7,219 553 1
EDITORIALS
Transition clinics in women with polycystic ovary syndrome
Bharti Kalra, Manash P Baruah, Yashdeep Gupta
July-December 2015, 4(2):59-60
DOI:10.4103/2278-1870.162171  
  6,765 255 -
ALLIANCE GUIDELINE
Consensus guidelines on male sexual dysfunction
Sanjay Kalra, Yatan Pal Singh Balhara, Manas Baruah, Ajit Saxena, Girish Makker, Deepak Jumani, Kapil Kochhar, Sharmila Majumdar, Navneet Agrawal, Hemant Zaveri
January-June 2013, 2(1):5-18
DOI:10.4103/2278-019X.105288  
Male sexual dysfunction (MSD) is a common and distressful condition which is often amenable to counseling and other non pharmacological therapy. These ALLIANCE guidelines are an exhaustive coverage of the counseling and related non-pharmacological methods used for management of MSD. The guidelines discuss various concepts of medical care, including the bio-psychosocial model, patient centered care, couple centered care, therapeutic patient education, shared decision making, minimizing the discomfort of change, and coping skills training, as related to MSD. They go on to describe the ideal environment and prerequisites in which a proper history should be elicited, and physical examination performed. Counseling related to investigations, physical activity and yoga is described. Specific examples of psychotherapy for various sexual disorders are presented to illustrate the usage of counseling. The guidelines discuss cognitive behavioral therapy, couple centered therapy, family therapy, and use of religion in detail. Counseling regarding pharmacological, device and invasive therapy is also covered. The guidelines conclude with a call to enhance community awareness of MSD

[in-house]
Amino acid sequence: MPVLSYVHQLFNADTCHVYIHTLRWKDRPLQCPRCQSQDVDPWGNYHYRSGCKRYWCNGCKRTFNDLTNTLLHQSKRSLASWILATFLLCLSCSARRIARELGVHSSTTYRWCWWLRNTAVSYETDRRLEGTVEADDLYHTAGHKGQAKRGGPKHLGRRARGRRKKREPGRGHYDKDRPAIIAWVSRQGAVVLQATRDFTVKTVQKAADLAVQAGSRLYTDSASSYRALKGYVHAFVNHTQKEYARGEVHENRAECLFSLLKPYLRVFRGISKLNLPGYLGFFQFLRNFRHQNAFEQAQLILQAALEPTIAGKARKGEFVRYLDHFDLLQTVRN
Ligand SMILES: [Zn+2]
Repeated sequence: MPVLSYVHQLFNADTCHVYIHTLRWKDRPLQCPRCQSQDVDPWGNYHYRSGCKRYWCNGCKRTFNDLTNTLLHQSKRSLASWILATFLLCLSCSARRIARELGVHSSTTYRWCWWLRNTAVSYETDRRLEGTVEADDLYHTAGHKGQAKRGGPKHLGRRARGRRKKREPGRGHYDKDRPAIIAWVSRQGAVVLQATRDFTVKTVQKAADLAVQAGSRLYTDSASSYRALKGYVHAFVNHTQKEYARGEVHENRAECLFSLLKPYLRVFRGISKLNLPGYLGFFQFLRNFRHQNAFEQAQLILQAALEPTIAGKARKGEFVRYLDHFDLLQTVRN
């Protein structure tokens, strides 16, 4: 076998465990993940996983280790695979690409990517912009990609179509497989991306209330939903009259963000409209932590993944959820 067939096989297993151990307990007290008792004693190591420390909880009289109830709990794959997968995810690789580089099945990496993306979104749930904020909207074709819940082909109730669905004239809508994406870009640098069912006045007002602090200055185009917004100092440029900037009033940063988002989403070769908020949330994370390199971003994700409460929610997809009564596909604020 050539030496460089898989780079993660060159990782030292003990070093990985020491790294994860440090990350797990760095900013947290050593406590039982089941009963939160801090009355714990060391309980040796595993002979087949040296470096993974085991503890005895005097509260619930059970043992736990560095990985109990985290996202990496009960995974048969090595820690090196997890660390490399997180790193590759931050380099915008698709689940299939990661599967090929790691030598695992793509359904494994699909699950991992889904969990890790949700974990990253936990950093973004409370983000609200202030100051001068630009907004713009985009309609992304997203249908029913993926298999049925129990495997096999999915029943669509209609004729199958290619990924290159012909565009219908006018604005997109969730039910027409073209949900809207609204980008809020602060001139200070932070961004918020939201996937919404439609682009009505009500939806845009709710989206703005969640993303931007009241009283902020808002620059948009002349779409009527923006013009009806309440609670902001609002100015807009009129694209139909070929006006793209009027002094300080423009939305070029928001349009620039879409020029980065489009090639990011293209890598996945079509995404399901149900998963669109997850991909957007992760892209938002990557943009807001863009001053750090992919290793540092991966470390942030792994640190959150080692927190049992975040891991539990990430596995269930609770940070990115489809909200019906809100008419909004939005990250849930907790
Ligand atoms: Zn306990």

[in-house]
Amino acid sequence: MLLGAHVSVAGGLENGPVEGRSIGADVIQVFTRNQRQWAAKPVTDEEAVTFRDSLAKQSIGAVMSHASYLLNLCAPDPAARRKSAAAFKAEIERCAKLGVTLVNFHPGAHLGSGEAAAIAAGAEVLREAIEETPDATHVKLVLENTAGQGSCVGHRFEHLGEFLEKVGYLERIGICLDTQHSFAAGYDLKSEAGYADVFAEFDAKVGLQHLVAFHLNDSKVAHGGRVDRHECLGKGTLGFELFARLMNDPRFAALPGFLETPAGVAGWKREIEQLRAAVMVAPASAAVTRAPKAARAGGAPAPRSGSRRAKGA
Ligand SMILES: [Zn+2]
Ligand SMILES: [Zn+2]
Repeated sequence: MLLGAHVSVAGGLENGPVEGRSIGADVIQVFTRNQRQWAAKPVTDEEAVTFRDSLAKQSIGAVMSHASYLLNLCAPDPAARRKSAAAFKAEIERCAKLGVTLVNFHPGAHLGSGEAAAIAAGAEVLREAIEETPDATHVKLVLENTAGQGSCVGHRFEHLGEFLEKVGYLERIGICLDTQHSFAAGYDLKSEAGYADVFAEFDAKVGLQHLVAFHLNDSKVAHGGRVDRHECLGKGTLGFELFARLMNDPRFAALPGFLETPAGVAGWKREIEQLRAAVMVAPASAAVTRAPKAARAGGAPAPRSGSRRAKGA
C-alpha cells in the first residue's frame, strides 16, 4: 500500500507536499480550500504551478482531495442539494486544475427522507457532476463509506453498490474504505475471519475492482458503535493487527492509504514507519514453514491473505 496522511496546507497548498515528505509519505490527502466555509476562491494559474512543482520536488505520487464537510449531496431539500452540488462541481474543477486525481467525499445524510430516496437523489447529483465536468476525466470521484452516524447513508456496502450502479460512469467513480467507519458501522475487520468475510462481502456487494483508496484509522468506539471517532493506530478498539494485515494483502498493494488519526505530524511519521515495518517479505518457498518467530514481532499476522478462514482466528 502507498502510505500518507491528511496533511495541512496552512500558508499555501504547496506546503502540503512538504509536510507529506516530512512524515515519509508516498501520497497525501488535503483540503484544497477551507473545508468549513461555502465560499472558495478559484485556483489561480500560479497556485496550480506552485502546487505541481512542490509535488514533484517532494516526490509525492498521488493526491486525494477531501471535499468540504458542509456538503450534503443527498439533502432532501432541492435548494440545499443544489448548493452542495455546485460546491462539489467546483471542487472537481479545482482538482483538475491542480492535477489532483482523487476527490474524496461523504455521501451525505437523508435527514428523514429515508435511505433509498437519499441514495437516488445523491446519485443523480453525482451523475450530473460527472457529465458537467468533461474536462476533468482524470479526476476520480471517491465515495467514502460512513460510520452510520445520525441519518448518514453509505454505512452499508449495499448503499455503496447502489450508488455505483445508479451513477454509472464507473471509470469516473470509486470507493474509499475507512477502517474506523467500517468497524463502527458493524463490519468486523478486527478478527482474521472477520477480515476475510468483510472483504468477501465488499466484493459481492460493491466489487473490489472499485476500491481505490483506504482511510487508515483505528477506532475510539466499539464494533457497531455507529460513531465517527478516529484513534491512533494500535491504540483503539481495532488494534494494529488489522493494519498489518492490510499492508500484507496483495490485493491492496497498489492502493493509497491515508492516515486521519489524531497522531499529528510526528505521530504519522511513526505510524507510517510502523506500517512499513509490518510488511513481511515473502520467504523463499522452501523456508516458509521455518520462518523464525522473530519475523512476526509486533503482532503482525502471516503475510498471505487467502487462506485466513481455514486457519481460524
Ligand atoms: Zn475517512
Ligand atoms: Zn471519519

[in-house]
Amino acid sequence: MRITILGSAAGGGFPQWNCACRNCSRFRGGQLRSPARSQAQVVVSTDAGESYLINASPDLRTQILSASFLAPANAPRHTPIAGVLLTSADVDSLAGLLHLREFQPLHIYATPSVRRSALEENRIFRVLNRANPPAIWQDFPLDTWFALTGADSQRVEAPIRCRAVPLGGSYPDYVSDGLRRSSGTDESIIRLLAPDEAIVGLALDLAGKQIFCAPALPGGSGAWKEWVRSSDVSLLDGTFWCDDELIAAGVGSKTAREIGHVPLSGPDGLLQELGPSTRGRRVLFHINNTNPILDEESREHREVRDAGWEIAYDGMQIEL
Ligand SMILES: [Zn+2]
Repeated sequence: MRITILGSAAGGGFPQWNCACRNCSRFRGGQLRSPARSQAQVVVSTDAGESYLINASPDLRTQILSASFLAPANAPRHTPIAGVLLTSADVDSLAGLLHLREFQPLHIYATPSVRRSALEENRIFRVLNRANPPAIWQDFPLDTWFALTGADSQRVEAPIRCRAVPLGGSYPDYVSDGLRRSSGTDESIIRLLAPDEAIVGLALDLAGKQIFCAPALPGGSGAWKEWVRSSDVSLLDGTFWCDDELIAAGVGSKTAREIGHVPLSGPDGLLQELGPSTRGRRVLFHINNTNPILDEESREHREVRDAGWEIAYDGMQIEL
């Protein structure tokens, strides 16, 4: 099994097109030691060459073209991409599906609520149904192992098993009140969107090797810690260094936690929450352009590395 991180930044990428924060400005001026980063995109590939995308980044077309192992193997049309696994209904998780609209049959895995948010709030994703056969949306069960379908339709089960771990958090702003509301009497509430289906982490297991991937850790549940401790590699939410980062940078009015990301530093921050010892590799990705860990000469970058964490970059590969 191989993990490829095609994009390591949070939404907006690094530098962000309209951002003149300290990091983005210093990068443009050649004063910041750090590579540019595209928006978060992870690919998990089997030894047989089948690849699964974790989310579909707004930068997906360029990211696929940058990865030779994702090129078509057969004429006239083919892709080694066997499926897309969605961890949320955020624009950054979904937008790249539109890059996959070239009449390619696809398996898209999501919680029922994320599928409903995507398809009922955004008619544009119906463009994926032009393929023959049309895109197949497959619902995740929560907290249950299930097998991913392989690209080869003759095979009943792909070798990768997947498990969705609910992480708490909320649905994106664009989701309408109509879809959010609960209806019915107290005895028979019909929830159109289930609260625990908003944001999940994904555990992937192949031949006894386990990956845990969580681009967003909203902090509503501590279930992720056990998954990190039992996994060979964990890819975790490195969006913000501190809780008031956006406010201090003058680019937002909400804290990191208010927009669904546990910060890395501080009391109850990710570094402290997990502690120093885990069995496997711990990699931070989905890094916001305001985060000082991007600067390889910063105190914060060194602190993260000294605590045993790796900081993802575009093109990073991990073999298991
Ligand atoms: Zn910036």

6,461 314 1
REVIEW ARTICLES
Nutritional programmes in Pakistan: A review
Asfandyar K Niazi, Shaharyar K Niazi, Arsalan Baber
July-December 2012, 1(2):98-100
DOI:10.4103/2278-019X.101297  
Malnutrition is a serious issue in Pakistani society. During the past few years, many nutritional programmes have been initiated by the governmental and nongovernmental organizations. Some of these programmes focus on raising awareness among the masses while others focus on either directly supplying nutrients to the people or fortification of dietary components. However, the root of the problem-illiteracy, poverty, and socioeconomic deprivation-is still being neglected. These programmes have not yet been able to take control of the situation and Pakistan is still far behind other countries when it comes to nutrition. This article reviews the nutritional programmes in place in Pakistan, analyses their limitations and suggests a way forward.